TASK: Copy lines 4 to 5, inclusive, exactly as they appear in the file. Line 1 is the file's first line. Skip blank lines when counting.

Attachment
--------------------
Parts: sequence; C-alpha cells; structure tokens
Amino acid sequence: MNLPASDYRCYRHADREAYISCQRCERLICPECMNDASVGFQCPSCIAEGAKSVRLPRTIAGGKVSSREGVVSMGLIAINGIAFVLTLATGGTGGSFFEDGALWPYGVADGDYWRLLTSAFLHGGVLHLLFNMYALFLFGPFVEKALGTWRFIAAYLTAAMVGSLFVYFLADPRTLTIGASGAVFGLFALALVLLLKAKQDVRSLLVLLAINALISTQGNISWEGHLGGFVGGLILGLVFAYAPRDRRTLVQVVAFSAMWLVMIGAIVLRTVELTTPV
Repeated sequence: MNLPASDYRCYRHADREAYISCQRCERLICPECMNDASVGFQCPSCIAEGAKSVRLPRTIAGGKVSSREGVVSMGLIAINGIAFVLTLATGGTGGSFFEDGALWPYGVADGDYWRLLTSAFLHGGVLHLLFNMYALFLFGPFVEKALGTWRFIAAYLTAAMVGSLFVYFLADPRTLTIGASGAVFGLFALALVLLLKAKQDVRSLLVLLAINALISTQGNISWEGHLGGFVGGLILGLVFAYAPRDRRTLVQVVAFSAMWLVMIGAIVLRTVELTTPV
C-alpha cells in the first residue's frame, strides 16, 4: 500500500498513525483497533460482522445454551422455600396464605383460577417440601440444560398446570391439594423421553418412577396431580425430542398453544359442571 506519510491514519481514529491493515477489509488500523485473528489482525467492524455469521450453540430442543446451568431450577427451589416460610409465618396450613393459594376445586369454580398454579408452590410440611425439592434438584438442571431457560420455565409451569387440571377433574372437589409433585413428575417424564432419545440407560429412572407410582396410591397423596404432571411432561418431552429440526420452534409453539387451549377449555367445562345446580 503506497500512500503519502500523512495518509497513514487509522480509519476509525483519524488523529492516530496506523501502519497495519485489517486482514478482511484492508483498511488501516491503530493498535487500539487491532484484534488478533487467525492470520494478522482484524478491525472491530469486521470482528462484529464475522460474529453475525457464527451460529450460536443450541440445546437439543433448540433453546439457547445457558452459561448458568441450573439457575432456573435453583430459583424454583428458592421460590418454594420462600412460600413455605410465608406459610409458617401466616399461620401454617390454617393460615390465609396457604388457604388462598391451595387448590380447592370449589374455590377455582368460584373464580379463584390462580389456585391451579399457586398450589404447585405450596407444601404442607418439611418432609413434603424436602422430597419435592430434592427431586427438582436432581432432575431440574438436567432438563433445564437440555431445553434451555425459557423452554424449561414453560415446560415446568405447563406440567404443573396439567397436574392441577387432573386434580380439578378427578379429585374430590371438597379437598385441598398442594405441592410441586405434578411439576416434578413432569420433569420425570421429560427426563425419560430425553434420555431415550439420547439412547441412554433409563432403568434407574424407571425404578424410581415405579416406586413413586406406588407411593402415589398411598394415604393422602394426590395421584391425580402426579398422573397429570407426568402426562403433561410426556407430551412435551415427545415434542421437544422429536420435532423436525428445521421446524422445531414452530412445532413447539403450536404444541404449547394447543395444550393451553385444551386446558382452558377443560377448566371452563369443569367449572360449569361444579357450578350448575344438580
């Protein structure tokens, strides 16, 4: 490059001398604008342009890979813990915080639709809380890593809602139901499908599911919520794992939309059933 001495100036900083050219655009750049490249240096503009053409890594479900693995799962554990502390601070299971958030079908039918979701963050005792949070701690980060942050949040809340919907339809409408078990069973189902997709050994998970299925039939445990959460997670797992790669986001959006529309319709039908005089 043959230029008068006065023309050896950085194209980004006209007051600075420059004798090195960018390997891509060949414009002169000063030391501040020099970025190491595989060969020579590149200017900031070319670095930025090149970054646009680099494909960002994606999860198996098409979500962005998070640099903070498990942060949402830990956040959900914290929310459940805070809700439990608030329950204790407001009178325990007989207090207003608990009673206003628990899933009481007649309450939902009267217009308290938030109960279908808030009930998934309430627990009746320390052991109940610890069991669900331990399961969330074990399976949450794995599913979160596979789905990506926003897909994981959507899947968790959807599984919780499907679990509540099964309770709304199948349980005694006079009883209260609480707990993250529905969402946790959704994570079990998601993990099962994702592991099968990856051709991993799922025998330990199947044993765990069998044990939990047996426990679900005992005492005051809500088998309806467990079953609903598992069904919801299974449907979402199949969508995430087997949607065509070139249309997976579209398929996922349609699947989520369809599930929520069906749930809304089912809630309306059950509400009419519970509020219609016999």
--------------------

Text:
C-alpha cells in the first residue's frame, strides 16, 4: 500500500498513525483497533460482522445454551422455600396464605383460577417440601440444560398446570391439594423421553418412577396431580425430542398453544359442571 506519510491514519481514529491493515477489509488500523485473528489482525467492524455469521450453540430442543446451568431450577427451589416460610409465618396450613393459594376445586369454580398454579408452590410440611425439592434438584438442571431457560420455565409451569387440571377433574372437589409433585413428575417424564432419545440407560429412572407410582396410591397423596404432571411432561418431552429440526420452534409453539387451549377449555367445562345446580 503506497500512500503519502500523512495518509497513514487509522480509519476509525483519524488523529492516530496506523501502519497495519485489517486482514478482511484492508483498511488501516491503530493498535487500539487491532484484534488478533487467525492470520494478522482484524478491525472491530469486521470482528462484529464475522460474529453475525457464527451460529450460536443450541440445546437439543433448540433453546439457547445457558452459561448458568441450573439457575432456573435453583430459583424454583428458592421460590418454594420462600412460600413455605410465608406459610409458617401466616399461620401454617390454617393460615390465609396457604388457604388462598391451595387448590380447592370449589374455590377455582368460584373464580379463584390462580389456585391451579399457586398450589404447585405450596407444601404442607418439611418432609413434603424436602422430597419435592430434592427431586427438582436432581432432575431440574438436567432438563433445564437440555431445553434451555425459557423452554424449561414453560415446560415446568405447563406440567404443573396439567397436574392441577387432573386434580380439578378427578379429585374430590371438597379437598385441598398442594405441592410441586405434578411439576416434578413432569420433569420425570421429560427426563425419560430425553434420555431415550439420547439412547441412554433409563432403568434407574424407571425404578424410581415405579416406586413413586406406588407411593402415589398411598394415604393422602394426590395421584391425580402426579398422573397429570407426568402426562403433561410426556407430551412435551415427545415434542421437544422429536420435532423436525428445521421446524422445531414452530412445532413447539403450536404444541404449547394447543395444550393451553385444551386446558382452558377443560377448566371452563369443569367449572360449569361444579357450578350448575344438580
């Protein structure tokens, strides 16, 4: 490059001398604008342009890979813990915080639709809380890593809602139901499908599911919520794992939309059933 001495100036900083050219655009750049490249240096503009053409890594479900693995799962554990502390601070299971958030079908039918979701963050005792949070701690980060942050949040809340919907339809409408078990069973189902997709050994998970299925039939445990959460997670797992790669986001959006529309319709039908005089 043959230029008068006065023309050896950085194209980004006209007051600075420059004798090195960018390997891509060949414009002169000063030391501040020099970025190491595989060969020579590149200017900031070319670095930025090149970054646009680099494909960002994606999860198996098409979500962005998070640099903070498990942060949402830990956040959900914290929310459940805070809700439990608030329950204790407001009178325990007989207090207003608990009673206003628990899933009481007649309450939902009267217009308290938030109960279908808030009930998934309430627990009746320390052991109940610890069991669900331990399961969330074990399976949450794995599913979160596979789905990506926003897909994981959507899947968790959807599984919780499907679990509540099964309770709304199948349980005694006079009883209260609480707990993250529905969402946790959704994570079990998601993990099962994702592991099968990856051709991993799922025998330990199947044993765990069998044990939990047996426990679900005992005492005051809500088998309806467990079953609903598992069904919801299974449907979402199949969508995430087997949607065509070139249309997976579209398929996922349609699947989520369809599930929520069906749930809304089912809630309306059950509400009419519970509020219609016999």